As a whole, I am very grateful for the emphasis given to the discipline of church leadership over the past two decades. Given the dearth of such training for pastors throughout much of the twentieth century, coupled with the enormous changes that have taken place in the pastoral role, the study and practice of sound leadership principles is absolutely essential.
At the same time, I have grave concerns over how a discipline that has provided great help to pastors is beginning, in some sectors of the church, to be viewed as a "magic pill."
From the turn of the 20th century until around 1930, American business culture subscribed largely to what has become known as "Great Man Theory." In order for a company to be a success, a "great man" with inherently extraordinary skills in leadership and management was needed, and all would be well. This age culminated with the celebration of Ford Motor Company and the invention of the "assembly line" of Henry Ford.
Over the next several decades, leadership theory evolved from the view of the "great man" to "group theory" (1930-1940), "trait theory" (1940-1950), "behavior theory" (1950-1960), "situational theory" (1960-1970), and "excellence theory" (1980s). While the history of western leadership philosophy is more complex than this, these categories are the generally accepted description of our philosophical evolution regarding this discipline.
The church of course, finally caught up with culture in the 1960s, when seminaries began to charge their schools of Christian Education with teaching leadership principles to aspiring ministers of the Gospel. Today, leadership as an academic discipline is viewed by many seminaries as equal in importance to the study of theology. While sound theology is an essential and foundational qualification for pastoral ministry, it is also true that sound theology without leadership skills results in knowledge wasted on onesself and a orthodox church immobilized by its own pastor.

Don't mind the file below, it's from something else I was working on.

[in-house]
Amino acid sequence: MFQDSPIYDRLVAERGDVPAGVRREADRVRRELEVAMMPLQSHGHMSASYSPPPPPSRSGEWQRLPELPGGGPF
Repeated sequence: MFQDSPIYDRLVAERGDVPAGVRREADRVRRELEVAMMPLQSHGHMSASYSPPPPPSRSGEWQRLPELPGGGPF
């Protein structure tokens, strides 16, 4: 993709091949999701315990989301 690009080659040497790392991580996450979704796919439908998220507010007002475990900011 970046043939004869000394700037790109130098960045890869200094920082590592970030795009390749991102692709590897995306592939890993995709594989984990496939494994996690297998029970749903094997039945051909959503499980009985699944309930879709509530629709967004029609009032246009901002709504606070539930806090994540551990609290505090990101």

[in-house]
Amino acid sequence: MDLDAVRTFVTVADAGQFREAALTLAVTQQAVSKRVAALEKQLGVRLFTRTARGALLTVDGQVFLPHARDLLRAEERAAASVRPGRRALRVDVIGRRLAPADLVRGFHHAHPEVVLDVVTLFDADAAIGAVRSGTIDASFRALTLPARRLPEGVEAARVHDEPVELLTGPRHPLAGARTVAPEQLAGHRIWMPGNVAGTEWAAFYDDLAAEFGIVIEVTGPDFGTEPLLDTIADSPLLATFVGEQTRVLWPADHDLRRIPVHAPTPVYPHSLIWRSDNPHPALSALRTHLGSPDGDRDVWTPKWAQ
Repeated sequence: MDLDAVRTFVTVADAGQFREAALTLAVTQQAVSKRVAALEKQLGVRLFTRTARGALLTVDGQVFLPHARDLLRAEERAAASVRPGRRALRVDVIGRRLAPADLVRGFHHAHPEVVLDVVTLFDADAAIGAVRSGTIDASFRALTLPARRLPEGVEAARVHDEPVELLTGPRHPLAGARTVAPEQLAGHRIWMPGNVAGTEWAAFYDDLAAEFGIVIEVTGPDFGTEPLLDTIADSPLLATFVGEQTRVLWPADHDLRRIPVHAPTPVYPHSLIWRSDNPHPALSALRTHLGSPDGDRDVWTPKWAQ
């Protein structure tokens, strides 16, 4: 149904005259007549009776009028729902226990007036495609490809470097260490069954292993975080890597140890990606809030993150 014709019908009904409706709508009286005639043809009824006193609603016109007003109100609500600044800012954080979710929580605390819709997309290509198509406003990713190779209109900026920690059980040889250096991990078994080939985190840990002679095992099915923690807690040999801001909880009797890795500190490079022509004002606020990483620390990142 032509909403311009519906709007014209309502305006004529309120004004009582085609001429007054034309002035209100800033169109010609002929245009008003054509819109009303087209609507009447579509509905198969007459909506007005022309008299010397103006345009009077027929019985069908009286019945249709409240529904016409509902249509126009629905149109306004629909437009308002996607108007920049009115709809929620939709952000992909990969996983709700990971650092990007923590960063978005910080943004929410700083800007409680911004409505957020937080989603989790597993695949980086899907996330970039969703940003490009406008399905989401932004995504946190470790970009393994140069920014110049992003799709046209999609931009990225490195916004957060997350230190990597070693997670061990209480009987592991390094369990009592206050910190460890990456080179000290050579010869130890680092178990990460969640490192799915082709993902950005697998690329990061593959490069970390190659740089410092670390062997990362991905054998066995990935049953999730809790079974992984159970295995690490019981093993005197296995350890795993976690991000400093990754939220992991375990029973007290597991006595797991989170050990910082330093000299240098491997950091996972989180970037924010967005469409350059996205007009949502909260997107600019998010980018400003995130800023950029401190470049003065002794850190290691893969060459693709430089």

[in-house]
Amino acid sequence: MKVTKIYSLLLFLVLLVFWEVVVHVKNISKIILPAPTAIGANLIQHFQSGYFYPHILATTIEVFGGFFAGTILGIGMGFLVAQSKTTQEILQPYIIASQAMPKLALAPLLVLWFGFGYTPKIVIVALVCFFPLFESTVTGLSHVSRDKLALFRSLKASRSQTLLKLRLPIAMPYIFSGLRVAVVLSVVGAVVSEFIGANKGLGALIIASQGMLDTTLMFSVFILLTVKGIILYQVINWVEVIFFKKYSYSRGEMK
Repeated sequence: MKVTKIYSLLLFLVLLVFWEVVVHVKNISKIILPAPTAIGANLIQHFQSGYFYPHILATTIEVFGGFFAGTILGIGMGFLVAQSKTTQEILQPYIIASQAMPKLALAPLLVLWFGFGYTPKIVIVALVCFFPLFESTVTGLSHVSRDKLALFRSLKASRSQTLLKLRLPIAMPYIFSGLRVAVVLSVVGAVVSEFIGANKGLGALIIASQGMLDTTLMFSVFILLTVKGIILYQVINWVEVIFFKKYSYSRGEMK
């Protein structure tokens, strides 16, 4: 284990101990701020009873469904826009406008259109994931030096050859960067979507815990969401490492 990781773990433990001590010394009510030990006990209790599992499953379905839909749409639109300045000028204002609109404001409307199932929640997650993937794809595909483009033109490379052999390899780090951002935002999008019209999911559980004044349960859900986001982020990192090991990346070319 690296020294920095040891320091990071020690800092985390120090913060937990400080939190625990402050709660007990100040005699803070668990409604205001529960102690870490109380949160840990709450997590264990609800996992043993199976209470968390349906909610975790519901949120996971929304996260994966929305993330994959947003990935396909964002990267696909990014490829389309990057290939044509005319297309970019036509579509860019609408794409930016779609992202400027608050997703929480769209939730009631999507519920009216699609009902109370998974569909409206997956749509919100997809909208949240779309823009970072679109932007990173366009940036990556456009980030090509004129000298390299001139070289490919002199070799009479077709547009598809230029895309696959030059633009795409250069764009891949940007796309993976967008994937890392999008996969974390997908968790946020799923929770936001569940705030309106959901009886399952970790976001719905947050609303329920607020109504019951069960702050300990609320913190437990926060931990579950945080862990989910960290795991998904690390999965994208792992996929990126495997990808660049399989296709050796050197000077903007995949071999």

Still, over the past few decades, leadership studies have grown to the extent that, in the church, we are almost seeing the return of the "Great Man" theory. Less than a decade ago in a conference on church planting, the late Rick Ferguson stated that if you have the "right leader," you could drop him into a barren area, with no money and no other outside support, and he would grow a church. Such statements are now commonplace in seminars and conferences on pastoral leadership.
I recognize these statement as a bit hyperbolic. Still, I ain't buyin' the point!
We spend an inordinate amount of time today with assessing potential leaders, and this is especially true in church planting. On the whole, this is as it should be. Certainly experience has told us that someone seeking to plant a church with deficient leadership skills will most likely fail. The problem come when we move beyond this base understanding of the neccesity of leadership to claim the mantra of John Maxwell that has reverberated in church life to the extent that most now look in Scripture to find it: "Everything rises and falls on leadership." But is this really true?